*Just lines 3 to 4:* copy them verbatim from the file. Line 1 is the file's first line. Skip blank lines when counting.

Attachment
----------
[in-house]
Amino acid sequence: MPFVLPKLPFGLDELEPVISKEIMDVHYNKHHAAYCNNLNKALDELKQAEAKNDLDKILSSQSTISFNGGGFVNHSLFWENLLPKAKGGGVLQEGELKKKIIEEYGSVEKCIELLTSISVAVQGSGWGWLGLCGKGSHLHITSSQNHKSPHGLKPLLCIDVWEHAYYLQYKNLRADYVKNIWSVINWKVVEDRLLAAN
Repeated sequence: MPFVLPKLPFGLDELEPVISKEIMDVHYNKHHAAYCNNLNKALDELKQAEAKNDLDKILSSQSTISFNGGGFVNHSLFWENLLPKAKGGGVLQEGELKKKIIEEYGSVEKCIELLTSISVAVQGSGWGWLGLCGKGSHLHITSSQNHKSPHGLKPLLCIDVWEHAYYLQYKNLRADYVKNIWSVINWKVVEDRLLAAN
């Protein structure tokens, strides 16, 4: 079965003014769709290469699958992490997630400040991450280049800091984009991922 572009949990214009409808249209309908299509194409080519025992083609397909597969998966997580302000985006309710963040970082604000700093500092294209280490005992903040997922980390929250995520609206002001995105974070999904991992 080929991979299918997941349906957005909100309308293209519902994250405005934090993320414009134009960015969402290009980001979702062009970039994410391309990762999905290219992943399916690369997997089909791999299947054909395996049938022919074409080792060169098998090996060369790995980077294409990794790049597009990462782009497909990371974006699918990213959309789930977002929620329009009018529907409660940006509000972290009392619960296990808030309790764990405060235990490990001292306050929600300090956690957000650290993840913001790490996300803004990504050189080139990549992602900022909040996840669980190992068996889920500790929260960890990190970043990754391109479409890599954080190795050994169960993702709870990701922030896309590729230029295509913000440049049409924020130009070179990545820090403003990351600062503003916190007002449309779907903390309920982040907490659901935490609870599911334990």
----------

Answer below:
Repeated sequence: MPFVLPKLPFGLDELEPVISKEIMDVHYNKHHAAYCNNLNKALDELKQAEAKNDLDKILSSQSTISFNGGGFVNHSLFWENLLPKAKGGGVLQEGELKKKIIEEYGSVEKCIELLTSISVAVQGSGWGWLGLCGKGSHLHITSSQNHKSPHGLKPLLCIDVWEHAYYLQYKNLRADYVKNIWSVINWKVVEDRLLAAN
């Protein structure tokens, strides 16, 4: 079965003014769709290469699958992490997630400040991450280049800091984009991922 572009949990214009409808249209309908299509194409080519025992083609397909597969998966997580302000985006309710963040970082604000700093500092294209280490005992903040997922980390929250995520609206002001995105974070999904991992 080929991979299918997941349906957005909100309308293209519902994250405005934090993320414009134009960015969402290009980001979702062009970039994410391309990762999905290219992943399916690369997997089909791999299947054909395996049938022919074409080792060169098998090996060369790995980077294409990794790049597009990462782009497909990371974006699918990213959309789930977002929620329009009018529907409660940006509000972290009392619960296990808030309790764990405060235990490990001292306050929600300090956690957000650290993840913001790490996300803004990504050189080139990549992602900022909040996840669980190992068996889920500790929260960890990190970043990754391109479409890599954080190795050994169960993702709870990701922030896309590729230029295509913000440049049409924020130009070179990545820090403003990351600062503003916190007002449309779907903390309920982040907490659901935490609870599911334990």